Beer 101: A look at the origins of porter

Porter is a bit of an enigma. It’s dark, yet not heavy. It’s slightly sweet, though not fruity or cloying.

Its origins date to the early to mid-1700s. Brewers learned early on that you get a darker color if you roast those malts. Most beer in England was produced in brewpubs at the time. But for economical and brewing reasons, porter is believed to be one of the first styles to be made in a brewery and then delivered to pubs.

The late, esteemed beer writer Michael Jackson proffers that the workers who delivered the beer “may have announced themselves with the word ‘Porter!’ “

Jackson writes that porter came along about the same time the transportation system evolved – a perfect marriage between product and people. And it might be why some people say porter became the first nationwide style of beer anywhere in the world.

Robert Hare, who immigrated to Philadelphia in the 1770s, specialized in brewing porter. On several occasions, his friend George Washington placed orders with him. So George apparently had important things on his mind other than preparing to lead a young country.

Earliest origins regarding brewing specifics are sketchy. A brewer named Ralph Harwood garners some credit, though to what extent is unknown. Writes Jackson:

“Most accounts of British brewing in the 1700s say that Porter was a ready-made blend of three different styles previously available, sometimes known as “ale,” “beer” and “twopenny.” Because it was a combination of all three, it was also known as “Entire.”

In the beer family, you might say porter and stouts are cousins. Porter would be the slightly leaner, more thoughtful cousin, while stout would be the one who fires away, then asks questions later.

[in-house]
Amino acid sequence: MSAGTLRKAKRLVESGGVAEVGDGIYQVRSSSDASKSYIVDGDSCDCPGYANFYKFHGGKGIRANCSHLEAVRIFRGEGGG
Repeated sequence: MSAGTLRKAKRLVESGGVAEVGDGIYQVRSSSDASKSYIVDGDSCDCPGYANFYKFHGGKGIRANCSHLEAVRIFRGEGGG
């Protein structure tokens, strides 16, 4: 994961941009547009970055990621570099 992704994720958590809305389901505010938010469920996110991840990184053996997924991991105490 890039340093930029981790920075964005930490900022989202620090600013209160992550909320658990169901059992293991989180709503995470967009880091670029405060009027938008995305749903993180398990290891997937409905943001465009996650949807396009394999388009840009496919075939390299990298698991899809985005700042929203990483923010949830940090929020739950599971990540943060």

Both can take on the roasty flavor from its malts, so coffee notes or even a hint of toast often come through.

The style’s popularity declined for some time, in part because of restrictions on making roasted malts during World War I and later because of light beer coming of age. But it has seen a creative resurgence, thanks to the craft-brewing world.

It has evolved and morphed considerably over the years, with several brewers (Cleveland’s Great Lakes Brewing Co. and Portside, along with Stone Brewing Co. in Escondido, Calif.) making smoked porters – an acquired, intriguing taste.

It has come a long way from its English denotation, which refers to a person who hauled loads on his own for a living.

Local examples: It’s versatile. Great Lakes Brewing Company’s Edmund Fitzgerald Porter gets mentioned in many beer books. Willoughby Brewing Co. makes a Peanut Butter Porter that is oddly refreshing.

Sources: “Great American Craft Beer,” Andy Crouch; “The Naked Pint,” Christina Perozzi and Hallie Beaune; “Short Course in Beer,” Lynn Hoffman; “The Complete Beer Course,” Joshua Bernstein; “World’s Best Beers,” Ben McFarland; “Michael Jackson’s Beer Companion,” “Beer Hunter,” Michael Jackson; “The Origins of Porter,” Oliver MacDonagh.

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